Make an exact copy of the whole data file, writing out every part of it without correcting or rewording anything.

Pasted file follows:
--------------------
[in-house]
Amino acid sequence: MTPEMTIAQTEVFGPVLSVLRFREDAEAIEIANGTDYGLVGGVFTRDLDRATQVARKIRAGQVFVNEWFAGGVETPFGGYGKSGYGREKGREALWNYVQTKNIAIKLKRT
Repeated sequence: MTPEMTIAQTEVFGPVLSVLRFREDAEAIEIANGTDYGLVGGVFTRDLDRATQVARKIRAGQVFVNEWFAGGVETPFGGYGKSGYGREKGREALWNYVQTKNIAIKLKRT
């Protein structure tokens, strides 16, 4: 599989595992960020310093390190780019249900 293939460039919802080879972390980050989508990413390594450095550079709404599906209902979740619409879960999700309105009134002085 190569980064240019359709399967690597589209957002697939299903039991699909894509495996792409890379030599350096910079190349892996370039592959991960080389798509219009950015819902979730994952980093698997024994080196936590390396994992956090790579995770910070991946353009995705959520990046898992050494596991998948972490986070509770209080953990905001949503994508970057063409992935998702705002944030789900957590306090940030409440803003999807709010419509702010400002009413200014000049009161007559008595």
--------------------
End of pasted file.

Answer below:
[in-house]
Amino acid sequence: MTPEMTIAQTEVFGPVLSVLRFREDAEAIEIANGTDYGLVGGVFTRDLDRATQVARKIRAGQVFVNEWFAGGVETPFGGYGKSGYGREKGREALWNYVQTKNIAIKLKRT
Repeated sequence: MTPEMTIAQTEVFGPVLSVLRFREDAEAIEIANGTDYGLVGGVFTRDLDRATQVARKIRAGQVFVNEWFAGGVETPFGGYGKSGYGREKGREALWNYVQTKNIAIKLKRT
């Protein structure tokens, strides 16, 4: 599989595992960020310093390190780019249900 293939460039919802080879972390980050989508990413390594450095550079709404599906209902979740619409879960999700309105009134002085 190569980064240019359709399967690597589209957002697939299903039991699909894509495996792409890379030599350096910079190349892996370039592959991960080389798509219009950015819902979730994952980093698997024994080196936590390396994992956090790579995770910070991946353009995705959520990046898992050494596991998948972490986070509770209080953990905001949503994508970057063409992935998702705002944030789900957590306090940030409440803003999807709010419509702010400002009413200014000049009161007559008595």